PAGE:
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LEWIS TAPPAN TO DOUGLASS, 6 DECEMBER 1856 199

was Catholic. Smith’s response asserted that the Republican party had a history of supporting temper-
ance, and that Frémont was a Protestant. FDP, 5 September 1856.

3. In an editorial entitled “Gone, Gone, Sold and Gone," Garrison criticized Douglass’s sup-
port for the Frémont-Dayton ticket in the 29 August 1856 issue of the Liberator. Garrison asserted
that Douglass’s decision was for personal gain and that, as a result, the Liberator would be the sole
remaining “Radical Abolitionist” newspaper. In “Another Somerset,” published in the 5 September
issue, Garrison criticized Douglass’s abandonment of Smith and the transfer of his support to a can-
didate, party, and principles he had previously condemned. Garrison characterized Douglass as a
political chameleon, morally inconsistent and self-contradictory. Lib., 29 August, 5 September 1856.

4. The Boston Liberator and the New York National Anti-Slavery Standard.

5. A leading Garrisonian, the Unitarian minister Samuel Joseph May had relocated to Syracuse
from Boston in 1845. In a Fourth of July oration in 1856, May endorsed voting for the Republican
party presidential ticket, causing a round of editorials and letters to the editor criticizing or defend-
ing his position in the Garrisonian press. NASS, 2, 16, 23 August 1856; Lib., 22 August 1856; DAB,
6:447-48.

6. Douglass was scheduled to speak at the Jerry Rescue Celebration in Syracuse on 1 October
1856; he published a review of the event in Frederick Douglass’s Paper. FDP, 10 October 1856;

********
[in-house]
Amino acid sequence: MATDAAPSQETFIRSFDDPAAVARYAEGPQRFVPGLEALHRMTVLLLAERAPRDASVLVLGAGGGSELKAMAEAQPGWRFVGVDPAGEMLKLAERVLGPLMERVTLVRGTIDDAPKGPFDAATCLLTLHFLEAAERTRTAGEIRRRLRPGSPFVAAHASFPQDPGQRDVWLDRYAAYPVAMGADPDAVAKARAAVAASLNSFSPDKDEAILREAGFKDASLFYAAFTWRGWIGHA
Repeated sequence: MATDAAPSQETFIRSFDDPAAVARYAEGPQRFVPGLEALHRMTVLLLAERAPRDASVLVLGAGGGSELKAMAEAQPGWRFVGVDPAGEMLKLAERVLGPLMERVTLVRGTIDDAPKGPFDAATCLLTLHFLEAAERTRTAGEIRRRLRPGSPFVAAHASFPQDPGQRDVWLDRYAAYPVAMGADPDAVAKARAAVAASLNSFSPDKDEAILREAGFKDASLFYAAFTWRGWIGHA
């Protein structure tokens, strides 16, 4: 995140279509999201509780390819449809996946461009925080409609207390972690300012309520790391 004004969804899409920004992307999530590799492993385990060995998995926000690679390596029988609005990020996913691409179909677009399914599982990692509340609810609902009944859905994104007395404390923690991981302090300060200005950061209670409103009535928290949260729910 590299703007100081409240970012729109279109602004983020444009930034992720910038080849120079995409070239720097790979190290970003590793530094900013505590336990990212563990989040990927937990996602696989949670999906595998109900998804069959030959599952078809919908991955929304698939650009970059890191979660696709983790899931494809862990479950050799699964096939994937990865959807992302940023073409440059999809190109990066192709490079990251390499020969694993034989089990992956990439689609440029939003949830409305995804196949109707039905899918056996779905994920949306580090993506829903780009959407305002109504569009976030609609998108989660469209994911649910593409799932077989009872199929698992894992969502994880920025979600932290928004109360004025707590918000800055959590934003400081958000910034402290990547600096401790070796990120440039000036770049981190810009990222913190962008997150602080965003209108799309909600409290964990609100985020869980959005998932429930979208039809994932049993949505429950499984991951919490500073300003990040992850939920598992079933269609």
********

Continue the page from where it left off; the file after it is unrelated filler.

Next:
Douglass Papers, ser. 1, 3:xxvi.

7. Douglass was scheduled to speak at the Liberty party meeting held in Syracuse on 17 Septem-
ber 1856. Minutes of the meeting published in Frederick Douglass’ Paper, however, do not confirm
his attendance. FDP, 3 October 1856; Douglass Papers, ser. 1, 3:xxv.

LEWIS TAPPAN TO FREDERICK DOUGLASS

Brooklyn, N.Y. 6 Dec[ember] 1856.
TO FREDERICK DOUGLASS, ESQ.
MY DEAR SIR,
I do not know whether the lady to whom the enclosed note is addressed as
Mrs or lady. You will at once see the propriety of the course I suggest. So
many calls are made upon me that I must adopt such a rule.

I have rec’d the copy of your paper of 17th Oct & thank you for it.
Somehow it escaped my notice—in Oct. Probably I was about or the pa-
per did not come. My attention has been called to the Resolutions pro-
posed by you at Syracuse.1 [B]y an English Correspondent. All I can do,
in this free country, is to express an honest opinion. Your right to offer
such circulations & to publish such a paper as you choose cannot justly
be questioned. All who believe it would be right in a white man to use the
means for obtaining his liberty: that you recommend ought not to object
to a colored man using the same means. Those means in either case are
abhorrent to my mind & heart. I am truly sorry you cherish such senti-
ments. “Vengeance is mine &c.”2 Then at sweet peace [illegible] [illegible]

Y7271-Douglass_9780300218305.indb 199 1/26/18 9:41 AM

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